Like I said before, I'm thinning the herd of my Zen Buddhism books. Even many of them are too religious'y for me now.
But I'll probably keep "Cold Mountain Poems," translated by J.P. Seaton.
I was reminded of the book when I read a story in today's Oregonian about another translator of Han Shan who lives in Port Townsend, Washington: Bill Porter, a.k.a. Red Pine.
I just ordered Red Pine's translation of Cold Mountain poems. I liked what was said about his translation approach in the Oregonian story.
Red Pine says he couldn't write an original poem if he tried. He says that for him translation is like a dance.
"It's like I see a beautiful woman dancing on the dance floor and I'm so attracted I want to dance with her but I don't hear the music," he says. "I'm deaf. I have no idea what's impelling her to dance but I want to dance with her, so I do. But I would never want to put my feet on top of her feet to dance.
"This is what most people think is translation – dancing with your feet on top of someone else's feet. That way it's literal and it's accurate but it's not because it kills the dancer. And you can't dance across the room either. You have to get close enough to feel the energy."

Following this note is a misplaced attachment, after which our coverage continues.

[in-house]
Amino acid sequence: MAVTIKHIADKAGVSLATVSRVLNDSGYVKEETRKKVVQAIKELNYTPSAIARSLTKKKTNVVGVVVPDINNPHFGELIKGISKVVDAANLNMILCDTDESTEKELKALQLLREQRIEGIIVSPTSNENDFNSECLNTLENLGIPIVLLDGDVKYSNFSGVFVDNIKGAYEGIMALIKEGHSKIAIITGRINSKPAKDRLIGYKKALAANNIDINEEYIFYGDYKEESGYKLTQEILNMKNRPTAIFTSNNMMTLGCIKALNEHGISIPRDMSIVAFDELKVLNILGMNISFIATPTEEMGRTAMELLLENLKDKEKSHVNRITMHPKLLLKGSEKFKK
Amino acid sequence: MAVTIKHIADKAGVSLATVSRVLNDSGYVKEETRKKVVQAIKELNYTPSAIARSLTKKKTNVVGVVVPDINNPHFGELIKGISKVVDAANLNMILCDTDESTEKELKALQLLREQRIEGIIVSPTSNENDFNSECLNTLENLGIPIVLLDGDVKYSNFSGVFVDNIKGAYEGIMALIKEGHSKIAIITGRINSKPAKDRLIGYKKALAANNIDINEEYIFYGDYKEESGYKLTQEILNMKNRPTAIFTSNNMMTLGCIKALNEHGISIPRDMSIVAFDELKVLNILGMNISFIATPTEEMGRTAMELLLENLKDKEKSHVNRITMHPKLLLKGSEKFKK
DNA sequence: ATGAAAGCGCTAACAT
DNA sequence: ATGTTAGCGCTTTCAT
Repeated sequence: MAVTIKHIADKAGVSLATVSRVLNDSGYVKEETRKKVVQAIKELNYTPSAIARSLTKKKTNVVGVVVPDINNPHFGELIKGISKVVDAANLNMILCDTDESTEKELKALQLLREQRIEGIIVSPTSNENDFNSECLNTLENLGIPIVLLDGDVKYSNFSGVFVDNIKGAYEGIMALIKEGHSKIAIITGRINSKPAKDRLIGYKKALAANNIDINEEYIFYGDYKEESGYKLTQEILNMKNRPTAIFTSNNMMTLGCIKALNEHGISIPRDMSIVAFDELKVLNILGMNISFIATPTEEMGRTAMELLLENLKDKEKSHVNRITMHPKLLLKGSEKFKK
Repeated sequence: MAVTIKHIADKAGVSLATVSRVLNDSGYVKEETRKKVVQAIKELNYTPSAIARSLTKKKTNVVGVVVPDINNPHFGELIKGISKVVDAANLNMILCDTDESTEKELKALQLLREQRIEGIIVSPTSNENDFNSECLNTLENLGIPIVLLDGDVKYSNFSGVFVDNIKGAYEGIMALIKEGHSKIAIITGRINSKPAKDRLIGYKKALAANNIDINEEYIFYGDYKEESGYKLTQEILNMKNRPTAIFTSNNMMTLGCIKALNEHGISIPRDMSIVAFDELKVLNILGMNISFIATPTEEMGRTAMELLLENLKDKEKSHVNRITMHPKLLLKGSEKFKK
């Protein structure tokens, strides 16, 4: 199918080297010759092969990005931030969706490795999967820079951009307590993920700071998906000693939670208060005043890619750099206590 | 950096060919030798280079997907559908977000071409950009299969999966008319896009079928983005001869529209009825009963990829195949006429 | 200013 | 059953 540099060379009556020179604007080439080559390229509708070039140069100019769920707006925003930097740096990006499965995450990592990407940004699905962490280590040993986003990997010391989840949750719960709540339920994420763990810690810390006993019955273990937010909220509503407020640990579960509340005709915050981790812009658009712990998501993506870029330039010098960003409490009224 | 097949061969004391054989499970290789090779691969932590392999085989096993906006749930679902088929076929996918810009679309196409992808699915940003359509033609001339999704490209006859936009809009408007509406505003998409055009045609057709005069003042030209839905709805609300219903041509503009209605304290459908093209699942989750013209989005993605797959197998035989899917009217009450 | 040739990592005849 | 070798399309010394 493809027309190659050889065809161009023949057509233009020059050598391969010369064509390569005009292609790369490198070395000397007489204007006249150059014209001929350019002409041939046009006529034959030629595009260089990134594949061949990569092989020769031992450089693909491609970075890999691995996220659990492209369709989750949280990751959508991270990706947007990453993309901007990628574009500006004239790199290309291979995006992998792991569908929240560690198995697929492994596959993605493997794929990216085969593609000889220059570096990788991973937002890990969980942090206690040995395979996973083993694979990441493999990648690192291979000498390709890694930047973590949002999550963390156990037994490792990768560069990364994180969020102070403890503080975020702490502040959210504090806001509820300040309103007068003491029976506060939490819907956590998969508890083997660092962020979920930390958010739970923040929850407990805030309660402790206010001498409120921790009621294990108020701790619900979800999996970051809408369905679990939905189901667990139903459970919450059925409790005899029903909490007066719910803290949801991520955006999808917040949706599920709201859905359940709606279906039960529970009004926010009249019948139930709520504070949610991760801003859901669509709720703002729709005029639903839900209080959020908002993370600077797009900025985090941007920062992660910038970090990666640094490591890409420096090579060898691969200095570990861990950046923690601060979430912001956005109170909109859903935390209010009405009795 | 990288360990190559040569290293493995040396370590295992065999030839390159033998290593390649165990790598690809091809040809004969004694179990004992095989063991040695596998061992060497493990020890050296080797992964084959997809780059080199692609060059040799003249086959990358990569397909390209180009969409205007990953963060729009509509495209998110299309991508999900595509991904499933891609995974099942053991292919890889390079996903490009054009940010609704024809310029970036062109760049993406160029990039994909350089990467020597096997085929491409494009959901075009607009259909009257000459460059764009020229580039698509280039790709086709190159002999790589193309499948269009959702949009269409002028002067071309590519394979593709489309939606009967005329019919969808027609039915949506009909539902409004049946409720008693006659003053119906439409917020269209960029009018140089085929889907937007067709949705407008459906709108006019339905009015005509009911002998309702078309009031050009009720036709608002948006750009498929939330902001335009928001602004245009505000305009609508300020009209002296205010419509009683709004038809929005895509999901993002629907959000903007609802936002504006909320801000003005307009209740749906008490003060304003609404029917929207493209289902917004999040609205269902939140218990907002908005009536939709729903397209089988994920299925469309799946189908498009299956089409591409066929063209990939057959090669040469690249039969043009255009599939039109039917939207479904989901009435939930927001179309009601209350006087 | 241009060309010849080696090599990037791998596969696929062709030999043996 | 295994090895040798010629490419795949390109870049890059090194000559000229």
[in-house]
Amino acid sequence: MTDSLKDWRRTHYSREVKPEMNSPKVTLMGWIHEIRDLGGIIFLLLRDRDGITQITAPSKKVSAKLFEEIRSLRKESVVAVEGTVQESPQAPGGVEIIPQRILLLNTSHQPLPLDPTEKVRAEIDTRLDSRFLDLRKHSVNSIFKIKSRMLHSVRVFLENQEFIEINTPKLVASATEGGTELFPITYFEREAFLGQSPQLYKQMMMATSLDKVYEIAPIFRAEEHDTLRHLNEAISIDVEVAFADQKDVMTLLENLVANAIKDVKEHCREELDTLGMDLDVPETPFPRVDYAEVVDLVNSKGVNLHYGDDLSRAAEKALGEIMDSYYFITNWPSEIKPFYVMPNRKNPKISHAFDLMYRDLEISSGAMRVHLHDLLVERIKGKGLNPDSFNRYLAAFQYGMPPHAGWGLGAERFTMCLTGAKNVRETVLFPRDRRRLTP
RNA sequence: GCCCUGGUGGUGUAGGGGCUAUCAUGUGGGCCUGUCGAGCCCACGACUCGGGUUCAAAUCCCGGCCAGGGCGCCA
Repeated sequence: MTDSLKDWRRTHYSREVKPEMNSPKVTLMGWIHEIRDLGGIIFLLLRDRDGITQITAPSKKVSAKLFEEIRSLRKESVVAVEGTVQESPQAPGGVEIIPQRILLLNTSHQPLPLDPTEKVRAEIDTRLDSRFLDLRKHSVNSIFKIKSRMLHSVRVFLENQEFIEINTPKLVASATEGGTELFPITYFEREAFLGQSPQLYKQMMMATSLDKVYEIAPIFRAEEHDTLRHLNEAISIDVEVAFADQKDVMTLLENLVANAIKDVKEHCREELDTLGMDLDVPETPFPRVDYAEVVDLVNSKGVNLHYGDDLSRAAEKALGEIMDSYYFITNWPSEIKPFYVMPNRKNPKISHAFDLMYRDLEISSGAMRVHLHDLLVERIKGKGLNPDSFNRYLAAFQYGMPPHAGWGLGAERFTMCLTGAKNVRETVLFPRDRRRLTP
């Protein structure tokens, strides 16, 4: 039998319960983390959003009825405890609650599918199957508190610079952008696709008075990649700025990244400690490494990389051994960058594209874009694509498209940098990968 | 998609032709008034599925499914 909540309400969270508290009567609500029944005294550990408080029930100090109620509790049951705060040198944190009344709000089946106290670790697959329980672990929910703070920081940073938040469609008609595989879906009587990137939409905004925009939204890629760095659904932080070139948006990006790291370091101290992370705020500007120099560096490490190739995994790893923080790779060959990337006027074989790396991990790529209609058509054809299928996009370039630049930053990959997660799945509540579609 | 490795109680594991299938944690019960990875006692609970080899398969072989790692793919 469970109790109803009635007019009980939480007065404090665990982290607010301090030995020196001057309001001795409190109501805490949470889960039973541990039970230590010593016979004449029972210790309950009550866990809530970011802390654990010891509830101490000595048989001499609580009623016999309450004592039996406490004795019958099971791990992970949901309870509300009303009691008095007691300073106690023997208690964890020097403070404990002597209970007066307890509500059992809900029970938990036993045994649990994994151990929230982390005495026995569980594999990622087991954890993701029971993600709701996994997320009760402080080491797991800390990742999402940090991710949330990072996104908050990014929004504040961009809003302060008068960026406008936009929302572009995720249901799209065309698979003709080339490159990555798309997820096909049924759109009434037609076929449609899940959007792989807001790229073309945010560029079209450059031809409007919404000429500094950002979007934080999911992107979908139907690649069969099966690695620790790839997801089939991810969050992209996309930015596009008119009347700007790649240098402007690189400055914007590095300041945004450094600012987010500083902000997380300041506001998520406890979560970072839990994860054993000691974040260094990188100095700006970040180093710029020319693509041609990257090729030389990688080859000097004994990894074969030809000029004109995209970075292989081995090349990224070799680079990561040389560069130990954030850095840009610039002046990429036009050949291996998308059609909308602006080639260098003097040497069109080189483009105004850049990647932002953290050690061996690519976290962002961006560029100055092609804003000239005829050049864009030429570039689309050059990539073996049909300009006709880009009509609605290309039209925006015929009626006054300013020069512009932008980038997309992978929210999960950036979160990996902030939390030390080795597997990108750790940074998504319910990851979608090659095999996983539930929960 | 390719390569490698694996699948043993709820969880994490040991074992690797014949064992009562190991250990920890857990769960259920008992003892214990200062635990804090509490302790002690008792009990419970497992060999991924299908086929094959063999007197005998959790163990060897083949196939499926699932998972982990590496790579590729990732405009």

There is indeed a lot of energy in the Cold Mountain poems. Here's some I liked from the Seaton book.
I always wanted to get to East Cliff,
more years than I can remember,
until today I just grabbed a vine
and started up. Halfway up
wind and a heavy mist closed in,
and the narrow path tugged at my shirt:
it was hard to get on. The slickery
mud under the moss on the rocks
gave way, and I couldn't keep going.
So here I stay, under this cinnamon tree,
white clouds for my pillow,
I'll just take a nap.
I was born just thirty years ago,
but I've wandered a million miles already.
Along the River through the green grass on the banks,
out to the borderlands, where the red dust roils.
Chewed herbs, cooked up alchemical elixirs,
trying to become an Immortal.
Read all the Writings, chanted the Histories aloud,
trying to learn them all by heart...
Today I'm on my way
home to Cold Mountain.
There, I'll bed down in the creek,
just to wash out my ears.
There are some folks who're strict and straight,
but I'm not in the strict and straight cart.
Plain clothes making dancing easy,
and when the wine is gone you can
be drunk of singing!
Go for a full belly,
but don't wear your legs out looking for lunch...
When the weeds grow out of your eye sockets,
you'll rue that day...
My life's grown from old roots on Cold Mountain,
on the stone cliffs, perched, heart breathing free.
At the end no mere image ever leaves scars:
I've settled in to watch this universe flow by.
Time's light and shadows rise, a flutter of brilliance,
shining where my heart dwells.
Being, and nothingness, one dharma before me.
The tool I use shines from the Pearl of Wisdom.
When you know the use of the method
that is no method at all, then every single place